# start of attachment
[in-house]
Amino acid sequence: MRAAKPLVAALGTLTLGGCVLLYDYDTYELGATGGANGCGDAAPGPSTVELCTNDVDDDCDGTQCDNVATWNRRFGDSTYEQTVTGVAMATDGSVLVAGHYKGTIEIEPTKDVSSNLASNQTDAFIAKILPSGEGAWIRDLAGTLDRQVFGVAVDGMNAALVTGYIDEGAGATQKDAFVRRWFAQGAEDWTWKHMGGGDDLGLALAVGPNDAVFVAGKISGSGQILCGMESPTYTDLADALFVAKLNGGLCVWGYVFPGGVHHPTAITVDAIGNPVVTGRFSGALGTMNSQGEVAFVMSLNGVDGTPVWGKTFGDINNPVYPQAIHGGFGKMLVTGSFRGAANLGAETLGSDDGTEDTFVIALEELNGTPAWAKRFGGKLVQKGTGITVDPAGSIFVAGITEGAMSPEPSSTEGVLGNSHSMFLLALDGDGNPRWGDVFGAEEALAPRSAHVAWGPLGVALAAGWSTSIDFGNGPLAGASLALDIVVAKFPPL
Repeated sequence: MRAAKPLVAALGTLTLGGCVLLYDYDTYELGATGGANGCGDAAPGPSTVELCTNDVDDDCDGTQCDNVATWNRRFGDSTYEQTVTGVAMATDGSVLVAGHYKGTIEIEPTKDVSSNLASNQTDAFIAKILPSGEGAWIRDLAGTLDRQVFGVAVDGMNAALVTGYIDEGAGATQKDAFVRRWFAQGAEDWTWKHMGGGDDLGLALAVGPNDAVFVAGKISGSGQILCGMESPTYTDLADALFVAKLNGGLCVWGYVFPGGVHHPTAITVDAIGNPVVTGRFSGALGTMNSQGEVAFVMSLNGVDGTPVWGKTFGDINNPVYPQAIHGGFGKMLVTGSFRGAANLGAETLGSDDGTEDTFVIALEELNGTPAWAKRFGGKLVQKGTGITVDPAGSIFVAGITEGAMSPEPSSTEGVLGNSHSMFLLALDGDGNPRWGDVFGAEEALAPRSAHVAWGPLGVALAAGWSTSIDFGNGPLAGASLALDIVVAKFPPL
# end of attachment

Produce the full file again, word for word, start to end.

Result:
[in-house]
Amino acid sequence: MRAAKPLVAALGTLTLGGCVLLYDYDTYELGATGGANGCGDAAPGPSTVELCTNDVDDDCDGTQCDNVATWNRRFGDSTYEQTVTGVAMATDGSVLVAGHYKGTIEIEPTKDVSSNLASNQTDAFIAKILPSGEGAWIRDLAGTLDRQVFGVAVDGMNAALVTGYIDEGAGATQKDAFVRRWFAQGAEDWTWKHMGGGDDLGLALAVGPNDAVFVAGKISGSGQILCGMESPTYTDLADALFVAKLNGGLCVWGYVFPGGVHHPTAITVDAIGNPVVTGRFSGALGTMNSQGEVAFVMSLNGVDGTPVWGKTFGDINNPVYPQAIHGGFGKMLVTGSFRGAANLGAETLGSDDGTEDTFVIALEELNGTPAWAKRFGGKLVQKGTGITVDPAGSIFVAGITEGAMSPEPSSTEGVLGNSHSMFLLALDGDGNPRWGDVFGAEEALAPRSAHVAWGPLGVALAAGWSTSIDFGNGPLAGASLALDIVVAKFPPL
Repeated sequence: MRAAKPLVAALGTLTLGGCVLLYDYDTYELGATGGANGCGDAAPGPSTVELCTNDVDDDCDGTQCDNVATWNRRFGDSTYEQTVTGVAMATDGSVLVAGHYKGTIEIEPTKDVSSNLASNQTDAFIAKILPSGEGAWIRDLAGTLDRQVFGVAVDGMNAALVTGYIDEGAGATQKDAFVRRWFAQGAEDWTWKHMGGGDDLGLALAVGPNDAVFVAGKISGSGQILCGMESPTYTDLADALFVAKLNGGLCVWGYVFPGGVHHPTAITVDAIGNPVVTGRFSGALGTMNSQGEVAFVMSLNGVDGTPVWGKTFGDINNPVYPQAIHGGFGKMLVTGSFRGAANLGAETLGSDDGTEDTFVIALEELNGTPAWAKRFGGKLVQKGTGITVDPAGSIFVAGITEGAMSPEPSSTEGVLGNSHSMFLLALDGDGNPRWGDVFGAEEALAPRSAHVAWGPLGVALAAGWSTSIDFGNGPLAGASLALDIVVAKFPPL